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Thursday, June 30, 2011

Switch Modular Pocket Knife- the multitool with multi personalities.

I like multitools. I've owned at least five or six. As a television news photojournalist, I am forever fixing or tweaking tripods, live trucks, microphones, cameras, wireless transmitters and all of the ephemera I use for my day job. It seems that everything I use has itty-bitty screws or AA batteries stuck waaay in the bottom of some deep hole that requires my multitool to dig them out.

But, there's a problem with most multitools. I'm often assigned to news locations that don't allow knife blades- courtrooms, police stations, schools and the like- so I have to remember to leave the multitool in the car. If I don't, it becomes the property of the state for good (somewhere, there's a security guard making a fortune selling confiscated multitools on Ebay) .

I did find the solution eventually. The Switch Modular Pocket Knife doesn't have the most imaginative name, but it does have imaginative design. Think of a Swiss army knife- all in separate pieces. Look in the very organized box the SMPK comes in and you"ll see what I mean. 

See what I mean?
(source: ThinkGeek)
Now, pick the tweezers, magnifying glass, screwdriver, nail file, etc out of the box and attach them to the pocket holder. If you leave out the knife blade, then you now have something that can be carried into a courtroom or pass muster with the TSA at the airport (check the TSA site here to see what's allowed). The point is, you can install- or not- any of the tools that come with the kit. Once installed, they are secure as a bank vault until you decide to change them again. And again.

...or stuff it full.
(source: ThinkGeek)

Add just a few tools...
(source: ThinkGeek)

The good folks at ThinkGeek (yes, that's a store) have this gadget for you to purchase for the low, low price of $59.99- that's the same price of a quality multitool from the well known brands. ThinkGeek has other, hard-to-find stuff too, so look around while you're there for other gee-wizardry that will keep your inner geek happy. Click here to go to the ThinkGeek site.

Hey, I think I just double posted and you guys got two times the blogging goodness for the price of one.

You're welcome.

Friday, June 24, 2011

The Nissan Leaf reviewed. It drives like a car...and that's a very good thing.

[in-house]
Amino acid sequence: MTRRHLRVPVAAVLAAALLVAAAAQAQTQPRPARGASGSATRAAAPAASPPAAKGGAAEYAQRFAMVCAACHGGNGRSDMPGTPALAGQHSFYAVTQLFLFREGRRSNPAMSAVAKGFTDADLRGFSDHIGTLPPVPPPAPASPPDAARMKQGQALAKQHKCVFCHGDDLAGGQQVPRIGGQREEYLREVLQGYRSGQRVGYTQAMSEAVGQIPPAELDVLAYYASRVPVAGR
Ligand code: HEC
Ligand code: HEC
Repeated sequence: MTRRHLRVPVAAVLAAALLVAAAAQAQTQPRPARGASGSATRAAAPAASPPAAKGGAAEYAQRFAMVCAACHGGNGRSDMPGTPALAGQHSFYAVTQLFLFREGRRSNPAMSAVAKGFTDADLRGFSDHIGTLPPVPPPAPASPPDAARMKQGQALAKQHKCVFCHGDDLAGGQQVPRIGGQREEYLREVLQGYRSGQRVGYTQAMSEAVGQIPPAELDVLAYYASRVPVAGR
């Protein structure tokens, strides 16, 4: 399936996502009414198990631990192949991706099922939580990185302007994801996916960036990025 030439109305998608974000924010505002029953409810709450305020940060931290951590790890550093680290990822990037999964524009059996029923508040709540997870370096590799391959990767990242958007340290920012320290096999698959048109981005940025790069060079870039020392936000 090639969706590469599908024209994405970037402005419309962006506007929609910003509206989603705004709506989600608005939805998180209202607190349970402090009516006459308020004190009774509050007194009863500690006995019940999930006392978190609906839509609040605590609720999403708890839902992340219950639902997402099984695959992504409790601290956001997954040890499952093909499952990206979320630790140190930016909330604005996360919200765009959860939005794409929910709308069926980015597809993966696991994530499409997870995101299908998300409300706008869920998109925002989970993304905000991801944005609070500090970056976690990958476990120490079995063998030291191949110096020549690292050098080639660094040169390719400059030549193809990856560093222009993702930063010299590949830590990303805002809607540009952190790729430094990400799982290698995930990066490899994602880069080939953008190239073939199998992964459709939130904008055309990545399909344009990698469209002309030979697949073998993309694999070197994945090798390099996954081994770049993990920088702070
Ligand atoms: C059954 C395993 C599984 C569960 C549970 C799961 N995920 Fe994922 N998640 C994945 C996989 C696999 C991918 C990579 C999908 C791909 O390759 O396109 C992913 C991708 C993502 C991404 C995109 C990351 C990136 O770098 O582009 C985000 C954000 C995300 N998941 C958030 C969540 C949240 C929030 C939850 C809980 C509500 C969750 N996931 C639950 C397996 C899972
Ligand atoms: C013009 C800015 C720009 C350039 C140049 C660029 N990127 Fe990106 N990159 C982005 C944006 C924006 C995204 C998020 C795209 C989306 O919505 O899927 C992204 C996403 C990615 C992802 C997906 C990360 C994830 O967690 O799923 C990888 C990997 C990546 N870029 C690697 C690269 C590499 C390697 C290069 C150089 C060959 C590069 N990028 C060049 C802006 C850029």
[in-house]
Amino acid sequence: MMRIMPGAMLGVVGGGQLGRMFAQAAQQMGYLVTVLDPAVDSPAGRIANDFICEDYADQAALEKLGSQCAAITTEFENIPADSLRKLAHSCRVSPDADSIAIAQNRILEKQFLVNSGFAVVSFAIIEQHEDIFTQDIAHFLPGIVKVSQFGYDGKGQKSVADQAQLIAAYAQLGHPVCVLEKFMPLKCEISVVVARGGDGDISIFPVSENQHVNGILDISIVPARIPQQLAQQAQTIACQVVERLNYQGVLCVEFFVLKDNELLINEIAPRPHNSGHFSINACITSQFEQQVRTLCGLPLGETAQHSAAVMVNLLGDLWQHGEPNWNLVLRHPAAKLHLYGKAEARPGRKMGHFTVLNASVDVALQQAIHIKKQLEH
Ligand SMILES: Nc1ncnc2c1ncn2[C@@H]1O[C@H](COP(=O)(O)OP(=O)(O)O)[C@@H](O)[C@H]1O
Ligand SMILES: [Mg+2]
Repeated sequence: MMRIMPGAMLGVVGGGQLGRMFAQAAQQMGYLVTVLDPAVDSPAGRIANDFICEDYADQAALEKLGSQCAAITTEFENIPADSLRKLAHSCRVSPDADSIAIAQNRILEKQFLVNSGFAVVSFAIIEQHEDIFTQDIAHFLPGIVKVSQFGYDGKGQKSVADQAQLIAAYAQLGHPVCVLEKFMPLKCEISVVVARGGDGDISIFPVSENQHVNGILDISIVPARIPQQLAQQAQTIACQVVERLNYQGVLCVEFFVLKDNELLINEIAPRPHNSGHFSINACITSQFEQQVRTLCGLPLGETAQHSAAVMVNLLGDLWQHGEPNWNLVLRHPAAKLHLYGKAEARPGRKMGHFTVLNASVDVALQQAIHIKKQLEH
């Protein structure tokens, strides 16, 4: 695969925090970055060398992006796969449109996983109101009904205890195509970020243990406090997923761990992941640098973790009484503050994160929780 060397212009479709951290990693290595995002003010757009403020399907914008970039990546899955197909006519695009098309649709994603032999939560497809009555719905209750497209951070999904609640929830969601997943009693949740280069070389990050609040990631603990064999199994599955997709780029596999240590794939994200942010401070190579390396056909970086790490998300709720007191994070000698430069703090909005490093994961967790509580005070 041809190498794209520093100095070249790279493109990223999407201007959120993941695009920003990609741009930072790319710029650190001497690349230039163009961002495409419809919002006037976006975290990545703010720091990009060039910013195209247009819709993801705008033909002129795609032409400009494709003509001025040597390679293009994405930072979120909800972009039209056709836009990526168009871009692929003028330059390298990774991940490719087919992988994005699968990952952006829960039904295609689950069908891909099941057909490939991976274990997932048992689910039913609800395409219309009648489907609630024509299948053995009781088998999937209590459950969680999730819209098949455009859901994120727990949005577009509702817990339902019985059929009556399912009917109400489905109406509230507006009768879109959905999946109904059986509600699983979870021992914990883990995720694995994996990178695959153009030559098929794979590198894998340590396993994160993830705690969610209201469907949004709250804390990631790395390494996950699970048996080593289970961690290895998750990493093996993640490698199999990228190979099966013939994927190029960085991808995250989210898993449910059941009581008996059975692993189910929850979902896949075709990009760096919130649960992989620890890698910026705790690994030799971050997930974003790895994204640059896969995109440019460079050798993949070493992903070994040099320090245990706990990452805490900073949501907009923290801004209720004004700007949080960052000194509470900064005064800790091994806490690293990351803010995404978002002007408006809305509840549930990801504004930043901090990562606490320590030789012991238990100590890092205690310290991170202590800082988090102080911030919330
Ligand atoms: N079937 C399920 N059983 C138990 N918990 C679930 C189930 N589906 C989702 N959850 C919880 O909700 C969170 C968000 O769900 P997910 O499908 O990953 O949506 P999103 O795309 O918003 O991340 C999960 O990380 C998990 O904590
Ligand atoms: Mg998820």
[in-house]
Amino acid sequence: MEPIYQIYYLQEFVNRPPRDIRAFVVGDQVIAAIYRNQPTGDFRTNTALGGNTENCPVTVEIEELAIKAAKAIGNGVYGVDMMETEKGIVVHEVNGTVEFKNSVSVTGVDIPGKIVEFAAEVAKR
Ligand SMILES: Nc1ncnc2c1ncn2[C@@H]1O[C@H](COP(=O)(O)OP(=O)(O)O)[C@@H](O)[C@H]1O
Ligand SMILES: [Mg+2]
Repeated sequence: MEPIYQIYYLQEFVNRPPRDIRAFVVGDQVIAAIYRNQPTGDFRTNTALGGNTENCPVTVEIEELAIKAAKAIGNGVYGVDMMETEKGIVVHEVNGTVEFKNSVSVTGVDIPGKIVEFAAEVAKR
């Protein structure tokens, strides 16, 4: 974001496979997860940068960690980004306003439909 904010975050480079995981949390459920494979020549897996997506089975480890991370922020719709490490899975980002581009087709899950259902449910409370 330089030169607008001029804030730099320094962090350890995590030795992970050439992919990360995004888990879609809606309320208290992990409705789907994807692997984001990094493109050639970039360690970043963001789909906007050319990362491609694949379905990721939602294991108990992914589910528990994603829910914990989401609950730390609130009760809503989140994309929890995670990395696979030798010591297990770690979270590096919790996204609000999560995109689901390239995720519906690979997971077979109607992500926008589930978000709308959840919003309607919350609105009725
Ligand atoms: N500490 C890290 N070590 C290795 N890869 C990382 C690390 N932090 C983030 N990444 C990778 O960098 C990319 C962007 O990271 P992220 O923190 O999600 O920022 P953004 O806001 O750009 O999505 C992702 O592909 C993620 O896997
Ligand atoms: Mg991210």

Gas cars have been around almost 120 years. Others have tried steam engines, jet power and even a few abortive tries at electrical locomotion, but it seems that the good old standard combustion engine keeps chuggin' along, merrily carrying us all from point A to point B in relative comfort, safety and efficiency.

That's beginning to change. Slowly, the major car manufacturers are starting to introduce hybrids across their entire product line. The Toyota Prius and the Chevrolet Volt are two examples of the hybrid approach where electrical batteries are used in conjunction with small engine to extend the reach of the vehicle and achieve unheard of MPG of 50, 60 or even 70 MPG.

Would you even look twice at this car on your commute?
(source: Nissan)

Now, Nissan has leapfrogged the industry with the introduction of the Nissan Leaf all electric vehicle. That's right- no gas engine at all! No gas tank and no stopping at the pump for $4/gal. gas again.

Instead, the Leaf charges its batteries overnight or while you work and is good for about 85 miles on a full charge (IMO, I'd cut that by a third to account for real world driving conditions). But if you think about it, how much do you and I really drive most days? I'd say most of us go less than 50 miles a day and the Leaf seems an ideal vehicle for those folks.
 The Leaf still has full air conditioning, heating, power everything and a comfortable interior that gives up nothing to the gas guzzler next door. Nissan's official Leaf site can be found here and you'll be able to see what makes it so special. Technology is nice, but unless the public sees it as a legitimate replacement for fossil fuels, it may all be for naught.

This super high-tech interior looks pretty normal, doesn't it?
(source: Nissan)
Want to know what it's like to live with the Nissan Leaf? Our friends at Ubergizmo acutally ordered one and they can tell you what real life is like with the Leaf- the good, the bad and the shocking. Click here to go there now. Turns out, the Leaf drives pretty much like, well....a car.